Alvarez addresses the domesticated lives of women and the conflict over their duties in a household. Traditionally, women were expected to stay at home and perform homemaking roles such as house cleaning and taking care of their families. From the poem, Alvarez refuses to accept this norm because women should also develop careers, revealing that nothing is impossible in this world. House chores such as maintaining cleanliness with young children during motherhood are hard tasks as she puts, “Doing her woman’s work was a hard art” (Alvarez). Despite the complexity of duties and the frustration she faces, the woman still makes the “Home where our heart is”, a place with care and love (Alvarez). Thus, nothing is impossible for a woman, who is represented by the speaker’s mother.
tailored to your instructions
for only $13.00 $11.05/page
Although Alvarez disregards the imprisonment she undergoes due to her mother’s homebound heart, she later realizes that household duties are not inherently unpleasant. They, rather, reveal her mother’s pride and insecurity, which her masterpiece (daughter) demonstrates. She states, “And I her masterpiece was smart, was primed, polished, scolded and advised to keep a house much better than my heart” (Alvarez). The speaker became another object or ‘art’ for her mother to show off. This notion furthers the fact nothing is impossible in this world. One can learn for the heart behind the art that they can find joy serving their families wholeheartedly. However, the work becomes difficult and the house turns a prison if people work to seek popularity or improve social statuses.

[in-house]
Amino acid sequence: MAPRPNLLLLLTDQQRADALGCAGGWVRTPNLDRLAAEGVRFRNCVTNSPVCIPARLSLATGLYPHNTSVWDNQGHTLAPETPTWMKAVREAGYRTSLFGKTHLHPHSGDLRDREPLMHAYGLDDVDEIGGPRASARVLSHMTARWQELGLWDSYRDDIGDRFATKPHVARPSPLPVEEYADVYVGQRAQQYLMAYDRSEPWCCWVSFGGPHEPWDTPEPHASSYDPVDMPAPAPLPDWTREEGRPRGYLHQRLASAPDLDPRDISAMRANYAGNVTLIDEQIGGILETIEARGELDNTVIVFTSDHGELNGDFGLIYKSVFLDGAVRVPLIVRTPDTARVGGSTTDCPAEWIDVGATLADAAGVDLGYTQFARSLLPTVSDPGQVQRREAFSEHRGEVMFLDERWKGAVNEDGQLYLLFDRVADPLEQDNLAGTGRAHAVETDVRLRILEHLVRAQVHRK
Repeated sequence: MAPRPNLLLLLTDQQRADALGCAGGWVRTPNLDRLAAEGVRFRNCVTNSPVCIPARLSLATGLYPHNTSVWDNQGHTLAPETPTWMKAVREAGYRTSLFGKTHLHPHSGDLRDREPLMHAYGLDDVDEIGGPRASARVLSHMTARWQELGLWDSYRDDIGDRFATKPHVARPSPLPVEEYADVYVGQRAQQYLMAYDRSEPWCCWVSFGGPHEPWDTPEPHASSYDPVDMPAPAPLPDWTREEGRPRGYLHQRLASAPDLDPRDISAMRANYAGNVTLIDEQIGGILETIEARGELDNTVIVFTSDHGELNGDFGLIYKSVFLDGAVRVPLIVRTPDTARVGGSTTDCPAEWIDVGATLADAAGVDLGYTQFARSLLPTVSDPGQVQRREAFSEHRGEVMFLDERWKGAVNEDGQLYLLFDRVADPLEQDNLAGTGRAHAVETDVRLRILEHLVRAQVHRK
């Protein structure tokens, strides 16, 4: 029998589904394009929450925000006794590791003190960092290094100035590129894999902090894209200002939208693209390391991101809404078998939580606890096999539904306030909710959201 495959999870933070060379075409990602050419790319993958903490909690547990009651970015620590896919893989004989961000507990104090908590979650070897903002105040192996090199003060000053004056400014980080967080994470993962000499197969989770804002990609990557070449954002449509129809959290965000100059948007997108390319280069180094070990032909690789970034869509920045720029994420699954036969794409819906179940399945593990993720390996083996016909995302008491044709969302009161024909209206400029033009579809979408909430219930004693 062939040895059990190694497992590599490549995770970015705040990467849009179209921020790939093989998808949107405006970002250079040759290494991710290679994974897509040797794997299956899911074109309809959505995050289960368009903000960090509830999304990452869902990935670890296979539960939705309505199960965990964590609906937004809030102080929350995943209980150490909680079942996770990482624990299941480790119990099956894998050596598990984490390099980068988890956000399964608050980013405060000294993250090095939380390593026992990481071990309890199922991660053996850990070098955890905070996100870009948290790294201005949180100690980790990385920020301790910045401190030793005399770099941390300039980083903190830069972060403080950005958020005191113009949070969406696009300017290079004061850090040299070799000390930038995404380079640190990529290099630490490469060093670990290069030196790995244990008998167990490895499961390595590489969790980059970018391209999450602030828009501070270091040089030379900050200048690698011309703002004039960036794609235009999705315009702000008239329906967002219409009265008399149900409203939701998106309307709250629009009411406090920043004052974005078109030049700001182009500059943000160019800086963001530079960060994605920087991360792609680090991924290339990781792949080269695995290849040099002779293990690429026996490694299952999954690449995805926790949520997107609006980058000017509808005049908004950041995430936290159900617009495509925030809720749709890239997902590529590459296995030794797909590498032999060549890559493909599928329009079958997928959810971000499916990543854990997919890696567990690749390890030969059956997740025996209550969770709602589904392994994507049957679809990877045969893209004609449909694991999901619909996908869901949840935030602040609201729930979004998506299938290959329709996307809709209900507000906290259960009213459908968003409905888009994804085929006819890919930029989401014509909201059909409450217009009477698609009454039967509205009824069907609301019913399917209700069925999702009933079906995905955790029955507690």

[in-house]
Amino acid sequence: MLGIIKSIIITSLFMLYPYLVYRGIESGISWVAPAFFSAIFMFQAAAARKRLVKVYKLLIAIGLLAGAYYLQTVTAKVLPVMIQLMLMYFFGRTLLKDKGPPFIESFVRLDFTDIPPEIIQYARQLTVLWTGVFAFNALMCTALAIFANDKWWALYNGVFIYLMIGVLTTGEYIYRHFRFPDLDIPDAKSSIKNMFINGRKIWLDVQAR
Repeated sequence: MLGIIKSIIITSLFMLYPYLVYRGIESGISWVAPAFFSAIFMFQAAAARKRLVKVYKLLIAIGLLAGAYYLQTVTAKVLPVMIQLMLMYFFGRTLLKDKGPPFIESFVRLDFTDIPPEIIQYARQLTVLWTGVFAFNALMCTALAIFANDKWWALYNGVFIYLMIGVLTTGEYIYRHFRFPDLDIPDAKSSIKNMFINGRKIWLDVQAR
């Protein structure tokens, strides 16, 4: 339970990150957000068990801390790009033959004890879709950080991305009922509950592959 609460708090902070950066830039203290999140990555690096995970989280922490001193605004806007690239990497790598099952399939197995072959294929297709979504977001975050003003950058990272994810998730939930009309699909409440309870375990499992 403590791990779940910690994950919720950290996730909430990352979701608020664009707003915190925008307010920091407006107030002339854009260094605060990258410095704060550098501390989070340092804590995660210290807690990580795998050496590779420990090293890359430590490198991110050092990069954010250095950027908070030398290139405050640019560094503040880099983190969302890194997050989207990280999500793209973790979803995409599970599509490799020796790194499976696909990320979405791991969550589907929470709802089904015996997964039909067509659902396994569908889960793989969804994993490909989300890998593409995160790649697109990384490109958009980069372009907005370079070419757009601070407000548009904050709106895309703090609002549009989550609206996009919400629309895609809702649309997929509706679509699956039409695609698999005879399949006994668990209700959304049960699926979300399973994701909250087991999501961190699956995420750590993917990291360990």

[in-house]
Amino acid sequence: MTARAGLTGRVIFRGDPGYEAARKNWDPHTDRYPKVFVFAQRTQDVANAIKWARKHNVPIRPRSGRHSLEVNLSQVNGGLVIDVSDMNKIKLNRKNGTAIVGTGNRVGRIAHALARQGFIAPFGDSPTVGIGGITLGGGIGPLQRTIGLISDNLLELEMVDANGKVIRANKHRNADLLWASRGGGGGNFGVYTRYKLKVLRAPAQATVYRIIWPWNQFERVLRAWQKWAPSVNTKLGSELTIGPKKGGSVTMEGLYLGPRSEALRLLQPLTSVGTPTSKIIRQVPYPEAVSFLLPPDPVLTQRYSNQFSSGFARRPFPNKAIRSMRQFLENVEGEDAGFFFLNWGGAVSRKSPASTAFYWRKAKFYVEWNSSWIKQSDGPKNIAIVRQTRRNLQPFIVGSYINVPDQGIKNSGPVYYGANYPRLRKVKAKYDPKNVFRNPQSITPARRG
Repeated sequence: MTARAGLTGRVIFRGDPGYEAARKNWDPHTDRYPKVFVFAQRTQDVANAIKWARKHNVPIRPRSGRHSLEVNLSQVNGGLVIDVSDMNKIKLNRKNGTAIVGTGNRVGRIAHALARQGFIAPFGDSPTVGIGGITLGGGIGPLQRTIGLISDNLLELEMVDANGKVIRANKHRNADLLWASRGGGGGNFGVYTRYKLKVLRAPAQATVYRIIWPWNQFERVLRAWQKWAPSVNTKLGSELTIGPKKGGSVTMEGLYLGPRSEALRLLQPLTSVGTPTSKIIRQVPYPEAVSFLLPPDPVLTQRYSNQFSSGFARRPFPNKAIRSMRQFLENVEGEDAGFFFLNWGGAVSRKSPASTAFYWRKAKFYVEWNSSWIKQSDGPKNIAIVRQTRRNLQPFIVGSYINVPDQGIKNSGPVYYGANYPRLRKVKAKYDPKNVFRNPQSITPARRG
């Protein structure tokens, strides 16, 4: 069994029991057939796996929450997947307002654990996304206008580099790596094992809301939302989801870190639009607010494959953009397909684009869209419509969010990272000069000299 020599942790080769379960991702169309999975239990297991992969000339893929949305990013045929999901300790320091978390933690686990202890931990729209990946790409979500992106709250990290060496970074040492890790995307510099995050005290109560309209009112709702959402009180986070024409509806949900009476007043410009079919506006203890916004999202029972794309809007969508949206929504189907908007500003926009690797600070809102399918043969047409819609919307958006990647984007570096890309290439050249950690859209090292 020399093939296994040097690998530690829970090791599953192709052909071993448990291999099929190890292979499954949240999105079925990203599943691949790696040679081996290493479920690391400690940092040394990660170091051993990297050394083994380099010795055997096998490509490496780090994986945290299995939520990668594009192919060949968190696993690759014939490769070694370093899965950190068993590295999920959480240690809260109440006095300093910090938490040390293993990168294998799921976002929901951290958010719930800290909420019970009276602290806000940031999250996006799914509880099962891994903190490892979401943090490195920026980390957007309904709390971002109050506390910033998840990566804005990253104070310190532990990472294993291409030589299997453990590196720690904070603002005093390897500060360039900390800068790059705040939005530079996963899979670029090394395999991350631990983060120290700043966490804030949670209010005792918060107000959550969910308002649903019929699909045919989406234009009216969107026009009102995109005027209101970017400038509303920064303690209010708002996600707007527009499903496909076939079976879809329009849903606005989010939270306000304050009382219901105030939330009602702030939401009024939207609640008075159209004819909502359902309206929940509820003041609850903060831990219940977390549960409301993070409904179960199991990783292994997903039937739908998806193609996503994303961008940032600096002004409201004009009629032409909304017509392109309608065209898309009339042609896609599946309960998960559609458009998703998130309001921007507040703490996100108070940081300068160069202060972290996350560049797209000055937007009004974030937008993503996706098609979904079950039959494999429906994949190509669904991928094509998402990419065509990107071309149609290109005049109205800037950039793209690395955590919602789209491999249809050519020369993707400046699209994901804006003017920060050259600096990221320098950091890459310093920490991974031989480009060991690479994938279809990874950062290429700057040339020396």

A number of poetic devices are notable in Woman’s Work. The speaker uses a simile in line three when se states, “Keep house as if the address were your heart” (Alvarez). She is convincing whoever is cleaning the house to do it diligently as if it was as important as their heart. In the fifth line, the poet uses the speaker’s image performing cleanliness while her peers enjoy the summer day outside. A hyperbole is also notable in line nine when the speaker says, “She kept me prisoner in her housebound heart” (Alvarez). Furthermore, alliteration, which refers the repetition of similar sounds in subsequent words has been used in line 14. Alvarez writes, “…was primed, praised, polished…”. These words are character qualities that a woman should demonstrate in a home. She is expected to love and care for their children and families as they serve and keep them nourished. To support the fact that nothing is impossible in this world, the poet uses the traits of a woman demonstrating that she can have a good-looking house but possess an ugly heart.
The poet also varies her tone throughout her work as evidenced in line 16. She states, “I did not want to be her counterpart” (Alvarez). From the speaker’s perspective, motherhood is a difficult task that she does not want to become. Similarly, the narrator asks in the first line, “Who says a woman’s work isn’t high art?” (Alvarez Line 1). This tonal variation evokes nostalgic emotions in the reader and it validates household duties when others are seeking professional roles.
Conclusively, the speaker in Woman’s Work is, perhaps, a child raised by a strict mother. Although homemaking is a difficult task, the speaker’s mother manages to make the house appealing and comfortable to the family. Various figurative devices were used to support the theme of the poem. Alliteration is evident showing the required qualities of a mother. Furthermore, a simile is used when the speaker compares the importance of a home with the heart. She uses imagery where a woman is seeing performing house chores while her peers play outside.
Alvarez, Julia. Woman’s Work. Genius, n. d., Web.